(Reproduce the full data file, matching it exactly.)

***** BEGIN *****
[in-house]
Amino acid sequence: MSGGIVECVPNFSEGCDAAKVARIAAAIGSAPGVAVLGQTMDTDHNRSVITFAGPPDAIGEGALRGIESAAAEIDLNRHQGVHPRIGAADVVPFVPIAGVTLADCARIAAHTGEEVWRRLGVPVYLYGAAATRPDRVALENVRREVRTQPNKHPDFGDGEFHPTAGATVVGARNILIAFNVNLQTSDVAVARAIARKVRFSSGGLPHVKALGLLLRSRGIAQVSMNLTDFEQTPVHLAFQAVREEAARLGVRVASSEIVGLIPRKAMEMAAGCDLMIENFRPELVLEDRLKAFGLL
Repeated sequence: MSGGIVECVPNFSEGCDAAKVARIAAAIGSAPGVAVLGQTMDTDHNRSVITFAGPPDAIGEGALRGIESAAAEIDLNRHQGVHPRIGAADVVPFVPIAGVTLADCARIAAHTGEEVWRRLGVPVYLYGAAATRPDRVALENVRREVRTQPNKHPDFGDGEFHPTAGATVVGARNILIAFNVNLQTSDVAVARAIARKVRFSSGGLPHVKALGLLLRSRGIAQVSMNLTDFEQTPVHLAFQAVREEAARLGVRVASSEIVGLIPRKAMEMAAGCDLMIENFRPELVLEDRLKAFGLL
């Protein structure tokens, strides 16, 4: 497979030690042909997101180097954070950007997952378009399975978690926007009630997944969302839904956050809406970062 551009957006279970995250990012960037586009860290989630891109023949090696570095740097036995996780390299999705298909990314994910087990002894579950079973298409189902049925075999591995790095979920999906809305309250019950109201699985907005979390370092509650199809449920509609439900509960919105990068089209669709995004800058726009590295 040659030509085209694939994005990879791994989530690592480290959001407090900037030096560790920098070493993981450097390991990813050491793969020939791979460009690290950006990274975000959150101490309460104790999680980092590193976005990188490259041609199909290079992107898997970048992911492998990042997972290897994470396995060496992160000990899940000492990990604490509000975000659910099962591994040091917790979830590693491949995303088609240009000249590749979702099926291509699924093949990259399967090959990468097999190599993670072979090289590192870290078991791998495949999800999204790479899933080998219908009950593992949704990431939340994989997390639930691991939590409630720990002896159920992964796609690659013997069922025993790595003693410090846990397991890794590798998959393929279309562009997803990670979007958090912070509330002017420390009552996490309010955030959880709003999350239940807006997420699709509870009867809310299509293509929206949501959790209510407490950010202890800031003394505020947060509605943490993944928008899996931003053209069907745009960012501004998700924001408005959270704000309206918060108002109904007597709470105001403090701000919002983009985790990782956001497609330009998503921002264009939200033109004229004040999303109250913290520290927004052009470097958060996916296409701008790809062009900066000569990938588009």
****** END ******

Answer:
[in-house]
Amino acid sequence: MSGGIVECVPNFSEGCDAAKVARIAAAIGSAPGVAVLGQTMDTDHNRSVITFAGPPDAIGEGALRGIESAAAEIDLNRHQGVHPRIGAADVVPFVPIAGVTLADCARIAAHTGEEVWRRLGVPVYLYGAAATRPDRVALENVRREVRTQPNKHPDFGDGEFHPTAGATVVGARNILIAFNVNLQTSDVAVARAIARKVRFSSGGLPHVKALGLLLRSRGIAQVSMNLTDFEQTPVHLAFQAVREEAARLGVRVASSEIVGLIPRKAMEMAAGCDLMIENFRPELVLEDRLKAFGLL
Repeated sequence: MSGGIVECVPNFSEGCDAAKVARIAAAIGSAPGVAVLGQTMDTDHNRSVITFAGPPDAIGEGALRGIESAAAEIDLNRHQGVHPRIGAADVVPFVPIAGVTLADCARIAAHTGEEVWRRLGVPVYLYGAAATRPDRVALENVRREVRTQPNKHPDFGDGEFHPTAGATVVGARNILIAFNVNLQTSDVAVARAIARKVRFSSGGLPHVKALGLLLRSRGIAQVSMNLTDFEQTPVHLAFQAVREEAARLGVRVASSEIVGLIPRKAMEMAAGCDLMIENFRPELVLEDRLKAFGLL
């Protein structure tokens, strides 16, 4: 497979030690042909997101180097954070950007997952378009399975978690926007009630997944969302839904956050809406970062 551009957006279970995250990012960037586009860290989630891109023949090696570095740097036995996780390299999705298909990314994910087990002894579950079973298409189902049925075999591995790095979920999906809305309250019950109201699985907005979390370092509650199809449920509609439900509960919105990068089209669709995004800058726009590295 040659030509085209694939994005990879791994989530690592480290959001407090900037030096560790920098070493993981450097390991990813050491793969020939791979460009690290950006990274975000959150101490309460104790999680980092590193976005990188490259041609199909290079992107898997970048992911492998990042997972290897994470396995060496992160000990899940000492990990604490509000975000659910099962591994040091917790979830590693491949995303088609240009000249590749979702099926291509699924093949990259399967090959990468097999190599993670072979090289590192870290078991791998495949999800999204790479899933080998219908009950593992949704990431939340994989997390639930691991939590409630720990002896159920992964796609690659013997069922025993790595003693410090846990397991890794590798998959393929279309562009997803990670979007958090912070509330002017420390009552996490309010955030959880709003999350239940807006997420699709509870009867809310299509293509929206949501959790209510407490950010202890800031003394505020947060509605943490993944928008899996931003053209069907745009960012501004998700924001408005959270704000309206918060108002109904007597709470105001403090701000919002983009985790990782956001497609330009998503921002264009939200033109004229004040999303109250913290520290927004052009470097958060996916296409701008790809062009900066000569990938588009």